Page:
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Business News of Thursday, 22 October 2015

Source: B&FT

PEF demands reform in 6 public firms

Nana Osei-Bonsu, CEO of Private Enterprise FederationNana Osei-Bonsu, CEO of Private Enterprise Federation

The Private Enterprise Federation (PEF) is demanding reforms in six key public institutions which when accomplished, the Federation believes, will help ease doing business in the country.

According to the private sector advocacy body, processes involved in securing what they called "cross sectorial" licences and permits, which are licencing requirements that affect almost every business registration regardless of the sector of operations, need to be streamlined to boost business operations.

PEF reached the decision to recommend the reforms after an 18-month study into the processes that businesses have to go through to undertake an activity identified that bottlenecks in the operations of the Environmental Protection Authority (EPA), Ghana National Fire & Rescue Service, Town and Country Planning, MMDAs, and the Factories Inspectorate Division of the Ministry of Labour and Employment provide barriers to doing business in the country.

The research noted that there are at least 145 permits, certificates and licencing requirements across various sectors of the Ghanaian business landscape.

It said out of the 145 permits and licences required prior to the start of business operations in Ghana, six apply to all businesses regardless of their sector of operation.

The CEO of PEF, Nana Osei Bonsu, explained that the Federation is bent on getting the necessary reforms achieved as delays caused in acquiring these licences and permits add to the cost of doing business.

"One would have assumed that obtaining these licences would just be straight -orward without much constraints. But they are most cumbersome in the sense that the agencies which are to administer these services do not have the capacity with regard to human resources, training facilities, and financial resources to enable them to do their work.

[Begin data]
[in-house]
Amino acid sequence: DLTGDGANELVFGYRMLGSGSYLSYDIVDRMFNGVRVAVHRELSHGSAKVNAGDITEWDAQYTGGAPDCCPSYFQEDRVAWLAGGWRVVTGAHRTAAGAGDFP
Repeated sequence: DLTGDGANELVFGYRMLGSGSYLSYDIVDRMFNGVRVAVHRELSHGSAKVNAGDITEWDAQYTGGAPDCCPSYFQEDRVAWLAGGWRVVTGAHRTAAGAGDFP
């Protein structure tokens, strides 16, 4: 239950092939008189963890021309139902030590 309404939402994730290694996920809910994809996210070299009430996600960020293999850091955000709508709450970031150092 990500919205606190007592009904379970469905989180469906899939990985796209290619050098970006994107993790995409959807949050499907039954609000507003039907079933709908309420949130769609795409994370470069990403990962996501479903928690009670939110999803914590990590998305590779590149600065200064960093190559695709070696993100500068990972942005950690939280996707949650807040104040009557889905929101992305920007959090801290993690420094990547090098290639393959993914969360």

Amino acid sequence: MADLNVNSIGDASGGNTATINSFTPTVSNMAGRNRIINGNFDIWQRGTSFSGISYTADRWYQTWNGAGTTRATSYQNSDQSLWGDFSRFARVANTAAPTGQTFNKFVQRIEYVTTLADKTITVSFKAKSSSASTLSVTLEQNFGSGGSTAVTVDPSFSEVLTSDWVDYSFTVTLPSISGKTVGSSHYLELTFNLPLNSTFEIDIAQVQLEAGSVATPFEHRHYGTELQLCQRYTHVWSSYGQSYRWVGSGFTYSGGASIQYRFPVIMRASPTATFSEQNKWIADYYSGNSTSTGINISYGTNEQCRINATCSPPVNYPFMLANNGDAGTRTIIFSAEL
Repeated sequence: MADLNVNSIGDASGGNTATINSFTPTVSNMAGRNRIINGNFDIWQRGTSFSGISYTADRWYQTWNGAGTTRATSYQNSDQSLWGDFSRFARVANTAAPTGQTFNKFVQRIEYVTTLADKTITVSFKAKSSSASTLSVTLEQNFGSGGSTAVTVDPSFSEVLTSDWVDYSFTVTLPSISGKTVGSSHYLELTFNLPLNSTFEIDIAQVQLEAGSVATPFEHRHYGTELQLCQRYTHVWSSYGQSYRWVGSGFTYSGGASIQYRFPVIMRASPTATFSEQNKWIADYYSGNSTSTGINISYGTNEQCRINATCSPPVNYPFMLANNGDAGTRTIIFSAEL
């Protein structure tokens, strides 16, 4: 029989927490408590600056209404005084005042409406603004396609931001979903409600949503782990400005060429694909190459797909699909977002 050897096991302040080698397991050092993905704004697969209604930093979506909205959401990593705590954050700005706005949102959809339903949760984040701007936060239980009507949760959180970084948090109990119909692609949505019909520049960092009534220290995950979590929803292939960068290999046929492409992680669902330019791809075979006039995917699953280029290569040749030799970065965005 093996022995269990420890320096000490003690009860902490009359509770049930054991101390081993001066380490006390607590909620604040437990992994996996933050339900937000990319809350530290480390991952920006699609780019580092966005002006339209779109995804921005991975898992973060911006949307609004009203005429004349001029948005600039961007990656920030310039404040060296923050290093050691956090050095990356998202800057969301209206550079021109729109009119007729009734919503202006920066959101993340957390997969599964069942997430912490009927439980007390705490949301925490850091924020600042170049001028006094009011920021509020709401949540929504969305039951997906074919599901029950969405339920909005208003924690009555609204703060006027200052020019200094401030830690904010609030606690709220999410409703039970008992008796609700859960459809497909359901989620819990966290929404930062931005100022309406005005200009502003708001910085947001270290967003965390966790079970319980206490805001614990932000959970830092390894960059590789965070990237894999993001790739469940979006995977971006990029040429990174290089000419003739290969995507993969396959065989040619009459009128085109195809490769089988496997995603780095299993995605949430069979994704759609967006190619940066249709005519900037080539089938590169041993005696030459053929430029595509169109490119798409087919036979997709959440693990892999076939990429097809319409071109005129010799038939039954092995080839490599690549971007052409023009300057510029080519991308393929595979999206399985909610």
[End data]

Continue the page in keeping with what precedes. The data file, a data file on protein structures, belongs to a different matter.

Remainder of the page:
"So talking to them, we have realised that they also need help to administer their responsibilities. We have realised that for the private sector to be efficient, they have to be efficient also -- because any form of deficiency means that the private sector operator has to wait in line, and that causes delay in doing a particular business.

"Shockingly, in our research we found that a greater part of the public are not even aware of some of the licencing requirements and only get to know at the eleventh hour. And then the business will think it's a walk-in, walk-out only to find out that they may have to wait for about a year when the business have already incurred some cost.

"So it will be helpful if we can find out and execute the best way of reforming the standards, procedures and setting fees; this would go a long way to helping the private sector," he explained.

Among the reforms that PEF wants to be carried out at the six public institutions are included decentralising the licencing and certification processes; strengthening their operational and technical capabilities; hiring additional staff, and also providing them with adequate resources.

He said the private sector is willing to pay additional fees if services improve, but they will have to first go through the reformation processes.

Nana Osei Bonsu said to help streamline the processes involved in acquiring the various permits, the Federation organised a series of stakeholder meetings and workshops for both private sector business operators and the public sector which culminated in an agreement for the proposed solutions to aim at making the application processes very efficient.